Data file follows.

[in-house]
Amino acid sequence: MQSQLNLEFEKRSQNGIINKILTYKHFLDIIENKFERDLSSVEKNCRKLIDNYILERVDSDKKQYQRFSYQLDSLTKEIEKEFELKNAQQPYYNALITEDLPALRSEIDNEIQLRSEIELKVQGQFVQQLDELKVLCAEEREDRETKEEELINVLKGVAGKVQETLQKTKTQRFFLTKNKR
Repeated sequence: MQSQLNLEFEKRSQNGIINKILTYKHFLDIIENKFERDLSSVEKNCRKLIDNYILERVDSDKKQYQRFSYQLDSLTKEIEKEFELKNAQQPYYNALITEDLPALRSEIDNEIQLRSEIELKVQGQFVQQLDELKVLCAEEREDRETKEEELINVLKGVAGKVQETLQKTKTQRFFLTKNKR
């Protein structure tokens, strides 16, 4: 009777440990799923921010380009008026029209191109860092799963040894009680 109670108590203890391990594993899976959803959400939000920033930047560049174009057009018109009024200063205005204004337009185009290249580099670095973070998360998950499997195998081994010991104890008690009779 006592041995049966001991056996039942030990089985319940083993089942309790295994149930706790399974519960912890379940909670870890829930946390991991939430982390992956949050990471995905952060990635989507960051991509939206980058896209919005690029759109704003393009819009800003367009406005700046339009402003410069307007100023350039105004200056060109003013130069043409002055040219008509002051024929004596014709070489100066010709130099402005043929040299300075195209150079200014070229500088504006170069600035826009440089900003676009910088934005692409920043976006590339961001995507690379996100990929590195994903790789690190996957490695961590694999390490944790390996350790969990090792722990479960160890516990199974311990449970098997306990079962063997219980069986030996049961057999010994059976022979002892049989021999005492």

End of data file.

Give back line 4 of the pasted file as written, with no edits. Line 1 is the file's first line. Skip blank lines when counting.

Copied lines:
């Protein structure tokens, strides 16, 4: 009777440990799923921010380009008026029209191109860092799963040894009680 109670108590203890391990594993899976959803959400939000920033930047560049174009057009018109009024200063205005204004337009185009290249580099670095973070998360998950499997195998081994010991104890008690009779 006592041995049966001991056996039942030990089985319940083993089942309790295994149930706790399974519960912890379940909670870890829930946390991991939430982390992956949050990471995905952060990635989507960051991509939206980058896209919005690029759109704003393009819009800003367009406005700046339009402003410069307007100023350039105004200056060109003013130069043409002055040219008509002051024929004596014709070489100066010709130099402005043929040299300075195209150079200014070229500088504006170069600035826009440089900003676009910088934005692409920043976006590339961001995507690379996100990929590195994903790789690190996957490695961590694999390490944790390996350790969990090792722990479960160890516990199974311990449970098997306990079962063997219980069986030996049961057999010994059976022979002892049989021999005492």